Michael Hahn, Plaintiff-appellant, v. Hank's Ambulance Service, Inc., Defendant-appellee, 787 F.2d 543 (11th Cir. 1986)

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US Court of Appeals for the Eleventh Circuit - 787 F.2d 543 (11th Cir. 1986) April 22, 1986

C. Stephen Trimmier, Trimmier & Pate, Birmingham, Ala., for plaintiff-appellant.

Douglas J. Centeno, Schoel, Ogle & Benton, Birmingham, Ala., for defendant-appellee.

Appeal from the United States District Court for the Northern District of Alabama.

Before RONEY and HATCHETT, Circuit Judges, HENDERSON, Senior Circuit Judge.


In this case of first impression, we hold that an ambulance company which charges its customers an additional $5.00 when they do not pay by cash or check at the time services are rendered is not subject to the Truth-in-Lending Act, 15 U.S.C.A. Sec. 1601 et seq. The district court concluded correctly that " [a] small flat charge for the bookkeeping cost of processing delayed payment in no way geared to the amount of the bill, simply does not implicate Truth-in-Lending."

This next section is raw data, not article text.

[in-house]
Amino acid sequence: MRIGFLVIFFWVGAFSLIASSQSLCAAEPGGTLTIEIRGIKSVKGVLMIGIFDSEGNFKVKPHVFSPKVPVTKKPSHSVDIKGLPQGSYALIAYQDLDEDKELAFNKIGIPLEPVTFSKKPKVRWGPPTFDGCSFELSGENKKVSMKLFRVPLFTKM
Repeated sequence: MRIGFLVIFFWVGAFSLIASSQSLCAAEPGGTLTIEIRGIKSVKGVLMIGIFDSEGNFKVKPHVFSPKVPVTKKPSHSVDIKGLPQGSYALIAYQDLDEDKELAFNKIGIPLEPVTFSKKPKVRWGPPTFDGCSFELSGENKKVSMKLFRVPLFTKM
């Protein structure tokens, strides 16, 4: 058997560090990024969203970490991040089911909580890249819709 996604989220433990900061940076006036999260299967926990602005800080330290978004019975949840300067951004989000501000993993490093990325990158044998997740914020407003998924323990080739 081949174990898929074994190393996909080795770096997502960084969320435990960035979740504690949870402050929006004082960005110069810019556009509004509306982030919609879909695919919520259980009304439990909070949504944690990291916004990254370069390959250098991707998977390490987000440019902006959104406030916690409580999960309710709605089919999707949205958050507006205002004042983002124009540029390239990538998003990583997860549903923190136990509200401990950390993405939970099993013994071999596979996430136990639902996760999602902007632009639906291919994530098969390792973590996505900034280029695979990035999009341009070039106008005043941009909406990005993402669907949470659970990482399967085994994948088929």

Initially, we find persuasive the district court's rationale that the ambulance company is not extending "credit" within the meaning of 15 U.S.C.A. Sec. 1602(e). The company does not grant a right to defer payment of a debt or to incur debt and defer its payment. It simply assesses a charge in light of the customer's failure to pay the company at the time the service is performed, in accordance with customary policy.

Moreover, we hold that the charge in issue is not a "finance charge" within the meaning of the Act, but rather is more in the nature of a "late payment charge" exempt from the Act's reach under 12 C.F.R. Sec. 226.4(c) (2) ("Charges for actual unanticipated late payment, for exceeding a credit limit, or for delinquency, default, or a similar occurrence."). The charges do not vary over time or relate to the amount of the total bill; it is a one-time flat fee to cover the increased costs to the ambulance company resulting from being forced to carry the outstanding bill on its books and records. The fact that it is labelled a "time pay price differential" does not affect its underlying nature. See Bright v. Ball Memorial Hospital Association, 616 F.2d 328 (7th Cir. 1980).